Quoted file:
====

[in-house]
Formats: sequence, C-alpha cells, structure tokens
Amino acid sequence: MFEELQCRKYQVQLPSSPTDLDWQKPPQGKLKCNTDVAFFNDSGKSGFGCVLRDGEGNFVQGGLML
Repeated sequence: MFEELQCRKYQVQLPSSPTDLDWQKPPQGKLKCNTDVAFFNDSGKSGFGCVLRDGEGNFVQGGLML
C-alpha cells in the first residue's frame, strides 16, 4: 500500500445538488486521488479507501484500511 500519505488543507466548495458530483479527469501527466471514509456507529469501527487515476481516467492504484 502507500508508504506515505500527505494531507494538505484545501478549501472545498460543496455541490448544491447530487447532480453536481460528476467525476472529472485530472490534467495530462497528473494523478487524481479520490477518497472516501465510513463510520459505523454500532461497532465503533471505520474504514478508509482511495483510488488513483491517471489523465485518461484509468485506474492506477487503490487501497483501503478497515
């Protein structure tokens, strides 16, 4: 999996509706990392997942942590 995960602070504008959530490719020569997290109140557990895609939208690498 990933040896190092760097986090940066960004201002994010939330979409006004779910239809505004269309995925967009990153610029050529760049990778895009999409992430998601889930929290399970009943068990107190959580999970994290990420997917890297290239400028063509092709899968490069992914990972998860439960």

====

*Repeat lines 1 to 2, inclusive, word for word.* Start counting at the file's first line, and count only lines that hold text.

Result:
[in-house]
Formats: sequence, C-alpha cells, structure tokens